The Japanese Art Of Synchronized Walking

Grace Higgins | May 14th, 2019

Yup you read the title correctly, in Japan synchronized walking is a real sport and it’s actually pretty nuts. For the same baffling and strange reasons that the Japanese do many things we find bizarre, they have been competing in a competition around synchronized precision team walking since 1966.

In Japan, it is called Shuudan Koudou and as you can imagine they have trained they’re walking down to perfection and it looks pretty crazy. Just have a look at some of the many videos floating around Youtube if you really want to see just how intense their synchronized walking tournaments become.

Some of the nation’s best and celebrated winners, such as the Nippon Sports Science University’s team training for over 1,200 kilometers of walking. And yes other countries have marching bands that do some pretty amazing things, but it is nothing compared to the complexity and precision that happens in Japanese synchronized walking.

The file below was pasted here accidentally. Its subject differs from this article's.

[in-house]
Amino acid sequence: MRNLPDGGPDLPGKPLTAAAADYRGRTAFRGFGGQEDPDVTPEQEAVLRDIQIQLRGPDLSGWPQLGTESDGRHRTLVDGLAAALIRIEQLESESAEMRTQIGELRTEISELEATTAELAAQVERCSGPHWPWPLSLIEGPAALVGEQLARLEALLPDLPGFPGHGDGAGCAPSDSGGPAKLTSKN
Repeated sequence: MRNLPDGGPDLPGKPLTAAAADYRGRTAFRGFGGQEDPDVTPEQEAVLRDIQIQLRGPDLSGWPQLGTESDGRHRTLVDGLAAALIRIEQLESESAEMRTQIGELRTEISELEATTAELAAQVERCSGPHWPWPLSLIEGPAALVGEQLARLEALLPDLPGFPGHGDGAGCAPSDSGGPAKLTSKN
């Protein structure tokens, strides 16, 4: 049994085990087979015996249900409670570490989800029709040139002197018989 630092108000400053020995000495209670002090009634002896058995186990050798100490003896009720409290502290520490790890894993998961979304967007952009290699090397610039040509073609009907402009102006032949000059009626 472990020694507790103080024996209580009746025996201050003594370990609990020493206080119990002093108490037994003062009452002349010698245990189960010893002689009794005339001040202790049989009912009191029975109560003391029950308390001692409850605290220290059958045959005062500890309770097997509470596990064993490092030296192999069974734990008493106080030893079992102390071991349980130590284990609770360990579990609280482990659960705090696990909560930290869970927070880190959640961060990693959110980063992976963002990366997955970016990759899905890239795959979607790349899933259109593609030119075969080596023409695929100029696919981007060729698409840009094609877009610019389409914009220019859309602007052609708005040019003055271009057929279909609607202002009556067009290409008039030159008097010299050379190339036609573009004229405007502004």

Though do not think that we will be seeing this as an Olympic sport anytime soon, this sport is only really practiced in Japan. It is a 47-year-old tradition and is pretty mind-blowing when you see some of the maneuvers that the teams pull off. The walking routines do look quite similar to military marching exercises, yet they are much more intricate and precise.

Most teams are practicing three days a week for around five-month straight before a competition, which is much needed to ensure everyone is on the same pace. The captains of the sport believe it shows that youngster of the modern generation does still know how to work as a collective in a group. Generally in Japan being able to work as a team and a collective is seen as an asset for then entering the job market.

It is kind of seen as the western equivalent of cheerleading, synchronized movements are really embedded deep in Japanese culture. Who knows, maybe in the future if it grows into a sport that enters more countries, we could see synchronized walking at the Olympics.

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